Cost accounting is involved with the following:
Determining the costs of products, processes, projects, etc. in order to report the correct amounts on a company's financial statements, and
Assisting management in the planning and control of the organization
Preparing special analyses that assists in making the best decisions
Examples of Cost Accounting
A significant part of cost accounting involves the unit cost of a manufacturer's products in order to report the cost of inventory on its balance sheet and the cost of goods sold on its income statement. This is achieved with techniques such as the allocation of manufacturing overhead costs and through the use of process costing, operations costing, and job-order costing systems.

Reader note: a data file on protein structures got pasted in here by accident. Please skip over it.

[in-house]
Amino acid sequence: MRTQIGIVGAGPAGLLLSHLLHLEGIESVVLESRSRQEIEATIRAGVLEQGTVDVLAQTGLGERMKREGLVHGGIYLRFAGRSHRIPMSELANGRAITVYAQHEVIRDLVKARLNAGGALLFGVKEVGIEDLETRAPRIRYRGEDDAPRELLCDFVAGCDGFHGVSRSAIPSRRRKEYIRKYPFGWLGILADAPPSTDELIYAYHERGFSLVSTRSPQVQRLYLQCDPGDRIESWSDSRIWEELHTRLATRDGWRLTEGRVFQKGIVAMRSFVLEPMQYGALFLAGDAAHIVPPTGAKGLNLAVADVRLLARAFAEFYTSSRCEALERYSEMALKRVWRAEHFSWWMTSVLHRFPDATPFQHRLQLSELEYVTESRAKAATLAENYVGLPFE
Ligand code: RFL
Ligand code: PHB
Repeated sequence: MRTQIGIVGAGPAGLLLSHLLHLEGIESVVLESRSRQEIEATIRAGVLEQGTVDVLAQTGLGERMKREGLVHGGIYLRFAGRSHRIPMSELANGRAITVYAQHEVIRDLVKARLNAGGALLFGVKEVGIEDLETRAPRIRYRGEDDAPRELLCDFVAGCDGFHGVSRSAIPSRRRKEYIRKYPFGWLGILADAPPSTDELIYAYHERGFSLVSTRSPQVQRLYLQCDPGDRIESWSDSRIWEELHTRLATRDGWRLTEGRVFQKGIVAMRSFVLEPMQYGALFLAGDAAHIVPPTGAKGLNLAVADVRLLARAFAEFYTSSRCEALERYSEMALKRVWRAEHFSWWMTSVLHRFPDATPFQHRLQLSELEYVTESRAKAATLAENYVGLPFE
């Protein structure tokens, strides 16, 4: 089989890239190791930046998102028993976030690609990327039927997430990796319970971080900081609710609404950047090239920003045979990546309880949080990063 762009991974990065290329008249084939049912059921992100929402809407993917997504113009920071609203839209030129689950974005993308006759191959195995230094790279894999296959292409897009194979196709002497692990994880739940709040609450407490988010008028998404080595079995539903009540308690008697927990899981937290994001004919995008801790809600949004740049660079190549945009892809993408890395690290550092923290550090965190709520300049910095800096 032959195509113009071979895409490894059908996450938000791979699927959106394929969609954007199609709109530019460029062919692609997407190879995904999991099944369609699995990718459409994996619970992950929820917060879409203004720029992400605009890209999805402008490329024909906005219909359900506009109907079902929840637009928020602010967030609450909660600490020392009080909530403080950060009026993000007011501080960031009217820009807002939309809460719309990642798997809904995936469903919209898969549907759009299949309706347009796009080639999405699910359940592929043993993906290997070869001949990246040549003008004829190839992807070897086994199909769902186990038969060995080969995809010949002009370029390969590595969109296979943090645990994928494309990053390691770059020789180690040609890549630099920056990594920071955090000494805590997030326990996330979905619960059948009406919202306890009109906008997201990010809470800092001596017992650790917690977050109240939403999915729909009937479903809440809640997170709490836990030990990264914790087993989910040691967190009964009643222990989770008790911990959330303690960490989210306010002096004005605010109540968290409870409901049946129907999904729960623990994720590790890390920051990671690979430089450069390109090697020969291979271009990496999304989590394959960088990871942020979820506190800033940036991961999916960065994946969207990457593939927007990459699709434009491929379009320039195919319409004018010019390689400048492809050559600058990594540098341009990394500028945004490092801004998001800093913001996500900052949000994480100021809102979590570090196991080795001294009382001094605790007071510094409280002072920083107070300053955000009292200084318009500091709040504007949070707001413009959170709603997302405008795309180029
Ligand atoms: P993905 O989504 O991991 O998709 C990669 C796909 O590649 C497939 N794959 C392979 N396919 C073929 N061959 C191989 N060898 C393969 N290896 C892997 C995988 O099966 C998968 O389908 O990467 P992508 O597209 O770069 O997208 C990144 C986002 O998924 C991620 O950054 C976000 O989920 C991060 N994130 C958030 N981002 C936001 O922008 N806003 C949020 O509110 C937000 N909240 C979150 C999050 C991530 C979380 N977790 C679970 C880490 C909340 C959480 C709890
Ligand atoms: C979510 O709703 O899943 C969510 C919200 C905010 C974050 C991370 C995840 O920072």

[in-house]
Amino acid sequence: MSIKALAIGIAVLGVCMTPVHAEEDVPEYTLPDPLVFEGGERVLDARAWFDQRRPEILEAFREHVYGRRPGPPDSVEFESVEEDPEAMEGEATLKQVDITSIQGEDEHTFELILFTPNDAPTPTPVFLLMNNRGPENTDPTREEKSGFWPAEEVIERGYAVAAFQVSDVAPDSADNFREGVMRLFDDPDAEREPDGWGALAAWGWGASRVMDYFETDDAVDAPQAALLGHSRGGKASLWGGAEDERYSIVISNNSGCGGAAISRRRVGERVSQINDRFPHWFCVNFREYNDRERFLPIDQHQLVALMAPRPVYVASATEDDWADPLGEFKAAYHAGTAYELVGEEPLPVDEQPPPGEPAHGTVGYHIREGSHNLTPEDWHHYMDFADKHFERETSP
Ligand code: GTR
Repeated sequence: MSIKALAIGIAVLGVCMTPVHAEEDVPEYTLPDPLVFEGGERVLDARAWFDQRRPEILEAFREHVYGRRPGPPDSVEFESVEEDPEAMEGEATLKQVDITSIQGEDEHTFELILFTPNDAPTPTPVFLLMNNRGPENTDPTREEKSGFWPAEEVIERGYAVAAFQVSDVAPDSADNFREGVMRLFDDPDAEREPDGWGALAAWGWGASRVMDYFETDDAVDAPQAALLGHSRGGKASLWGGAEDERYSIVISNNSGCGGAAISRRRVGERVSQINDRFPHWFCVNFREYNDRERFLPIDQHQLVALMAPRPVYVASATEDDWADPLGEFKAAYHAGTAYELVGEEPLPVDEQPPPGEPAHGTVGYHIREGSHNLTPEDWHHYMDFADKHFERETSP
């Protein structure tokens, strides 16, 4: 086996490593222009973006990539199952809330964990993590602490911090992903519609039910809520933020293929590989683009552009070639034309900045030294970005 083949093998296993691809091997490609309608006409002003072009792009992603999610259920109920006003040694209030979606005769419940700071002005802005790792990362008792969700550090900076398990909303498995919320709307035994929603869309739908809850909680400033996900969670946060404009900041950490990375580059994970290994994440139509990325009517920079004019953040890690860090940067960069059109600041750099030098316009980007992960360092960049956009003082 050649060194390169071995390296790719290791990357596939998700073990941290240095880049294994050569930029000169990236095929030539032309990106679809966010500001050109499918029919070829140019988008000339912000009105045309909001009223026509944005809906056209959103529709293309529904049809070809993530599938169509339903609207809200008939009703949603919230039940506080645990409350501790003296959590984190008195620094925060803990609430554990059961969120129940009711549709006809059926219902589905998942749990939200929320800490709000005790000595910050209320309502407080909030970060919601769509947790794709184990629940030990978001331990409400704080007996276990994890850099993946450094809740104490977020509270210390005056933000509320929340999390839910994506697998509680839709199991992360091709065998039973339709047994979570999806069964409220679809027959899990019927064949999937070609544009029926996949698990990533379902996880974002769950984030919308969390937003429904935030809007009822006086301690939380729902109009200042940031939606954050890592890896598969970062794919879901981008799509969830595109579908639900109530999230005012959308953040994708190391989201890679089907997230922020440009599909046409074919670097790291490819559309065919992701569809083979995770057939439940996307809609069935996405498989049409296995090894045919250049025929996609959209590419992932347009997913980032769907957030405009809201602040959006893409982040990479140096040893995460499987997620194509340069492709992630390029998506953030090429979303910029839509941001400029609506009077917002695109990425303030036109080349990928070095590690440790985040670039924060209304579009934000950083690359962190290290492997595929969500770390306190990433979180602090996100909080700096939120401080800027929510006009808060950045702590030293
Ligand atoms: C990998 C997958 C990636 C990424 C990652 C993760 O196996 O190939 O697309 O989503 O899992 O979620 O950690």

Cost accounting assists management to plan and control the business through budgeting for operations, capital budgeting for expanding operations, standard costing and the reporting of variances, transfer pricing, etc.

Special analyses includes cost behavior, cost-volume-profit relationships, make or buy decisions, selling prices for products, activity-based costing, and more.

Cost accounting had its roots in manufacturing businesses. However, today it extends to service businesses. For example, a bank will use cost accounting to determine the cost of processing a customer's check and/or a deposit, maintaining a checking account, processing international wire transfers, servicing a mortgage loan, etc. This in turn may provide management with guidance in the pricing of various services.